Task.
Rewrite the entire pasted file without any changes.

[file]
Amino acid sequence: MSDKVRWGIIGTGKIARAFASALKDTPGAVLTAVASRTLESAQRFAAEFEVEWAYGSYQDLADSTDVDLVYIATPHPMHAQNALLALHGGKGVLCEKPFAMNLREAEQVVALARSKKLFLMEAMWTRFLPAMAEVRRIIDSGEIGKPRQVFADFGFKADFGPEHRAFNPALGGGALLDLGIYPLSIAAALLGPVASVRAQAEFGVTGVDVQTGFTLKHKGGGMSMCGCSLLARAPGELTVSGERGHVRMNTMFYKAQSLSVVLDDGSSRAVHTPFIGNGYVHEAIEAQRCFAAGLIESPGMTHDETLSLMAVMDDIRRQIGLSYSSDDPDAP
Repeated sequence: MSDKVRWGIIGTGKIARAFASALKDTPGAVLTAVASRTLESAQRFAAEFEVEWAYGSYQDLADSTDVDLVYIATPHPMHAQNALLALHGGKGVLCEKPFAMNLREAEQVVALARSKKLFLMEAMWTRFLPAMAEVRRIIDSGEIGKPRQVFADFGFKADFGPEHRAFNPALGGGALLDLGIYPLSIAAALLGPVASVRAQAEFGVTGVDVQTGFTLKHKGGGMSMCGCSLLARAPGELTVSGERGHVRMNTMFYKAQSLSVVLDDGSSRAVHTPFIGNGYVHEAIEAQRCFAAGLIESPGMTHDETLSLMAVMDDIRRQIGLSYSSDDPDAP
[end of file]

Amino acid sequence: MSDKVRWGIIGTGKIARAFASALKDTPGAVLTAVASRTLESAQRFAAEFEVEWAYGSYQDLADSTDVDLVYIATPHPMHAQNALLALHGGKGVLCEKPFAMNLREAEQVVALARSKKLFLMEAMWTRFLPAMAEVRRIIDSGEIGKPRQVFADFGFKADFGPEHRAFNPALGGGALLDLGIYPLSIAAALLGPVASVRAQAEFGVTGVDVQTGFTLKHKGGGMSMCGCSLLARAPGELTVSGERGHVRMNTMFYKAQSLSVVLDDGSSRAVHTPFIGNGYVHEAIEAQRCFAAGLIESPGMTHDETLSLMAVMDDIRRQIGLSYSSDDPDAP
Repeated sequence: MSDKVRWGIIGTGKIARAFASALKDTPGAVLTAVASRTLESAQRFAAEFEVEWAYGSYQDLADSTDVDLVYIATPHPMHAQNALLALHGGKGVLCEKPFAMNLREAEQVVALARSKKLFLMEAMWTRFLPAMAEVRRIIDSGEIGKPRQVFADFGFKADFGPEHRAFNPALGGGALLDLGIYPLSIAAALLGPVASVRAQAEFGVTGVDVQTGFTLKHKGGGMSMCGCSLLARAPGELTVSGERGHVRMNTMFYKAQSLSVVLDDGSSRAVHTPFIGNGYVHEAIEAQRCFAAGLIESPGMTHDETLSLMAVMDDIRRQIGLSYSSDDPDAP